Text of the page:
Wednesday, June 26, 2013

What led me to flip my class: reflections on learning culture

Nicolas Guibal [CC-BY-SA-2.0-fr (http://creativecommons.org/licenses/by-sa/2.0/fr/deed.en)], via Wikimedia Commons
Socratic method
The story of what ultimately led me to flip my class should answer some questions about my learning culture.
What kind of learning culture do I currently have in my classroom? What type of decisions do I make to support this culture?
I struggled all year to meet the needs of a student in my class. (This student will be named "Sue" and I'll modify the true story a bit here.) Sue had successes throughout the year but her struggles were more salient. One of Sue's parents argued on multiple occasions that Sue did not have ample opportunities to speak in class and that I called on other students more often. I accepted the criticism (or at least acknowledged that it was possible) after the first time, but was perplexed when this criticism continued into the third quarter. Not only was I more aware of Sue's participation, I prided myself on using the Socratic method of questioning (in retrospect, should be renamed "lecture 2.0") and other engagement strategies like wait-time, turn & talk, and letting students pick on other students to answer questions during direct instruction. All students spoke in my class in every single lesson; therefore, (I thought) I had an "engaging and dynamic" class. But the scientist in me sought data to determine if this was a valid criticism. I started to keep track of student participation during direct instruction days. I was happy to see that Sue spoke as often as the other students; however, the bombshell was she only spoke one-two times per lesson. Even though there was a democracy of voices, the maximum number of times a student could speak during my "engaging and dynamic" lectures was about three times. Just as Socrates is imagined above, I was at the center of the class. I thought of the questions; I asked the questions; I answered the questions. This revelation was the final proverbial straw. I knew it was time to flip my class.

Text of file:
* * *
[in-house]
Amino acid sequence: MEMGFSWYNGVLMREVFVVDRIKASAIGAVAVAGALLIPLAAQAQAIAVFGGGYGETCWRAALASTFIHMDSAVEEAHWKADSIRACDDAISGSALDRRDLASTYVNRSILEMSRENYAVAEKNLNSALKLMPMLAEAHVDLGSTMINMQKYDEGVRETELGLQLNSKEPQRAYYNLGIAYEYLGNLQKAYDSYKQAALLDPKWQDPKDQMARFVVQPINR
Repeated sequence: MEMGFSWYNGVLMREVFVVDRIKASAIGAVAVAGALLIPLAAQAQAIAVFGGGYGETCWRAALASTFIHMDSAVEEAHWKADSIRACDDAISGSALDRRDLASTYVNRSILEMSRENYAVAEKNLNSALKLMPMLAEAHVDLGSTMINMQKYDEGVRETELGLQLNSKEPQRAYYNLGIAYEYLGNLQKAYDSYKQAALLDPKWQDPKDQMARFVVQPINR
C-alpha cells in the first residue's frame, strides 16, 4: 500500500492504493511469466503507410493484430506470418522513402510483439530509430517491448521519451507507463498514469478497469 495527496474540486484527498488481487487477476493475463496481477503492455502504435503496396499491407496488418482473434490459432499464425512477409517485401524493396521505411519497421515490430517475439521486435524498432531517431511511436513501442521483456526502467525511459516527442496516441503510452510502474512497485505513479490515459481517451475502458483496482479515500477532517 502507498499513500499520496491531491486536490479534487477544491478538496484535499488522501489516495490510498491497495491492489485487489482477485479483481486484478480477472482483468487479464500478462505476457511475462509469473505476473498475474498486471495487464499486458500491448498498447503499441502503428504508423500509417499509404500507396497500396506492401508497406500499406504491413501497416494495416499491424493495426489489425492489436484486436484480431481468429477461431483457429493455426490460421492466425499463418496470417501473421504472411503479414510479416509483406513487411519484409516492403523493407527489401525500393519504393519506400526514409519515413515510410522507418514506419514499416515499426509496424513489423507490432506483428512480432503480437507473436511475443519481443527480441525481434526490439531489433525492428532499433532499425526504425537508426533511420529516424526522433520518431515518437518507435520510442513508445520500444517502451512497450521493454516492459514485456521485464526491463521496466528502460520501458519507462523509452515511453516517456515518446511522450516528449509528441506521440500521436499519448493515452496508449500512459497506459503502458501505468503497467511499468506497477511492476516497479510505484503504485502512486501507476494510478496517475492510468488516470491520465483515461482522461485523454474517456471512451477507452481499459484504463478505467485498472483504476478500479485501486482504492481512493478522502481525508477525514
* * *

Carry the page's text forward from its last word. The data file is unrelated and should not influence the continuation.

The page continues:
Don't get me wrong, there were tons of engaging activities in my class. I was committed to doing a lab every week and inquiry was becoming a larger role in my course. The course culminated in a student-designed project presented at our annual Science Night. In fact, it was obvious that each student spoke frequently during non-direct instruction days. I wanted a way to deliver direct instruction (sometimes, it actually needs to happen) but have students engaged everyday. Flipping the class meant students getting direct instruction through video outside of class, while creating even more time for students to engage in inquiry, collect and analyze data, and ask questions.

Before the flip:
My learning culture was teacher-centered. Even though I had elements of a student-centered class, I was at the heart of everything. I made decisions that supported this teacher-centered classroom. Even during lab days, I decided the questions to test, the lab procedures (most of the time), the data to collect, how to display the data, how many days to spend working, how students demonstrate understanding, etc.

After the flip:
Over spring break, I created the videos and other activities to flip my class in the fourth quarter. The difference in the class was immediate. The first change was of course the additional class time. With that new class time, I tried a few things.